Dean, Sarah, Mania, Horia, Matni, Nikolai, Recht, Benjamin, Tu, Stephen

We consider adaptive control of the Linear Quadratic Regulator (LQR), where an unknown linear system is controlled subject to quadratic costs. Leveraging recent developments in the estimation of linear systems and in robust controller synthesis, we present the first provably polynomial time algorithm that provides high probability guarantees of sub-linear regret on this problem. We further study the interplay between regret minimization and parameter estimation by proving a lower bound on the expected regret in terms of the exploration schedule used by any algorithm. Finally, we conduct a numerical study comparing our robust adaptive algorithm to other methods from the adaptive LQR literature, and demonstrate the flexibility of our proposed method by extending it to a demand forecasting problem subject to state constraints.

Dean, Sarah, Mania, Horia, Matni, Nikolai, Recht, Benjamin, Tu, Stephen

Matni, Nikolai, Proutiere, Alexandre, Rantzer, Anders, Tu, Stephen

Machine and reinforcement learning (RL) are being applied to plan and control the behavior of autonomous systems interacting with the physical world -- examples include self-driving vehicles, distributed sensor networks, and agile robots. However, if machine learning is to be applied in these new settings, the resulting algorithms must come with the reliability, robustness, and safety guarantees that are hallmarks of the control theory literature, as failures could be catastrophic. Thus, as RL algorithms are increasingly and more aggressively deployed in safety critical settings, it is imperative that control theorists be part of the conversation. The goal of this tutorial paper is to provide a jumping off point for control theorists wishing to work on RL related problems by covering recent advances in bridging learning and control theory, and by placing these results within the appropriate historical context of the system identification and adaptive control literatures.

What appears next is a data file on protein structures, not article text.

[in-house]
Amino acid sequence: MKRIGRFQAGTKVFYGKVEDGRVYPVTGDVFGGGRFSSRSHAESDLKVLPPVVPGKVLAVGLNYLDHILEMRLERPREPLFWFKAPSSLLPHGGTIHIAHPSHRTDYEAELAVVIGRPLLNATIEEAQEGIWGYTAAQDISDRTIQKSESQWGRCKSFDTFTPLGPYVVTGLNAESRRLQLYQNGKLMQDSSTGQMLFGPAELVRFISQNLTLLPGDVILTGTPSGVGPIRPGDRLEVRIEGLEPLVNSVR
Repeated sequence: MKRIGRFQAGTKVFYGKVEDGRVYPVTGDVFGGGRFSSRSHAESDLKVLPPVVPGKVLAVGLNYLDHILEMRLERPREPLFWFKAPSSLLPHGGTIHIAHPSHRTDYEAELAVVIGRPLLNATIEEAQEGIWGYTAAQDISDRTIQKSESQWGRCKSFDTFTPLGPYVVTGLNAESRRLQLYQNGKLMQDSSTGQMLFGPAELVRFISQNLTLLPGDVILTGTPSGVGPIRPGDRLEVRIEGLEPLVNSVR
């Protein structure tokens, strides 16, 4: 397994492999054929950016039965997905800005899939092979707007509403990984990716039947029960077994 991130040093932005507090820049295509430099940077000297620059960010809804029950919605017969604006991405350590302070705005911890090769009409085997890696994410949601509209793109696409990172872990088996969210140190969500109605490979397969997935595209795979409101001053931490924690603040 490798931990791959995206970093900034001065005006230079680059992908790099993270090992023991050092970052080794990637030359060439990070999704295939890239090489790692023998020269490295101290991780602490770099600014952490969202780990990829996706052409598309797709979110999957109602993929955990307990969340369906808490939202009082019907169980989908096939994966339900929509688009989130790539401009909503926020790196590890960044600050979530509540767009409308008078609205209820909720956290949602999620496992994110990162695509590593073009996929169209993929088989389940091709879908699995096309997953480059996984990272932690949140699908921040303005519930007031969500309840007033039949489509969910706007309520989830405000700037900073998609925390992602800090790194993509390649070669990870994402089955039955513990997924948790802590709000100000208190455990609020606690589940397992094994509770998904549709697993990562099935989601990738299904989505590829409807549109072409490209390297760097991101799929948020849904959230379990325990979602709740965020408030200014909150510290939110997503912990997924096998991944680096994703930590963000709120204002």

Mania, Horia, Tu, Stephen, Recht, Benjamin

One of the most straightforward methods for controlling a dynamical system with unknown transitions isbased on the certainty equivalence principle: a model of the system is fit by observing its time evolution, and a control policy is then designed by treating the fitted model as the truth [8]. Despite the simplicity of this method, it is challenging to guarantee its efficiency because small modeling errors may propagate to large, undesirable behaviors on long time horizons. As a result, most work on controlling systems with unknown dynamics has explicitly incorporated robustness against model uncertainty [11, 12, 20, 25, 35, 36]. In this work, we show that for the standard baseline of controlling an unknown linear dynamical system with a quadratic objective function, known as the Linear Quadratic Regulator (LQR), certainty equivalent control synthesis achieves better cost than prior methods that account for model uncertainty. In the case of offline control, where one collects some data and then designs a fixed control policy to be run on an infinite time horizon, we show that the gap between the performance of the certainty equivalent controller and the optimal control policy scales quadratically with the error in the model parameters.

Gravell, Benjamin, Summers, Tyler

Despite decades of research and recent progress in adaptive control and reinforcement learning, there remains a fundamental lack of understanding in designing controllers that provide robustness to inherent non-asymptotic uncertainties arising from models estimated with finite, noisy data. We propose a robust adaptive control algorithm that explicitly incorporates such non-asymptotic uncertainties into the control design. The algorithm has three components: (1) a least-squares nominal model estimator; (2) a bootstrap resampling method that quantifies non-asymptotic variance of the nominal model estimate; and (3) a non-conventional robust control design method using an optimal linear quadratic regulator (LQR) with multiplicative noise. A key advantage of the proposed approach is that the system identification and robust control design procedures both use stochastic uncertainty representations, so that the actual inherent statistical estimation uncertainty directly aligns with the uncertainty the robust controller is being designed against. We show through numerical experiments that the proposed robust adaptive controller can significantly outperform the certainty equivalent controller on both expected regret and measures of regret risk.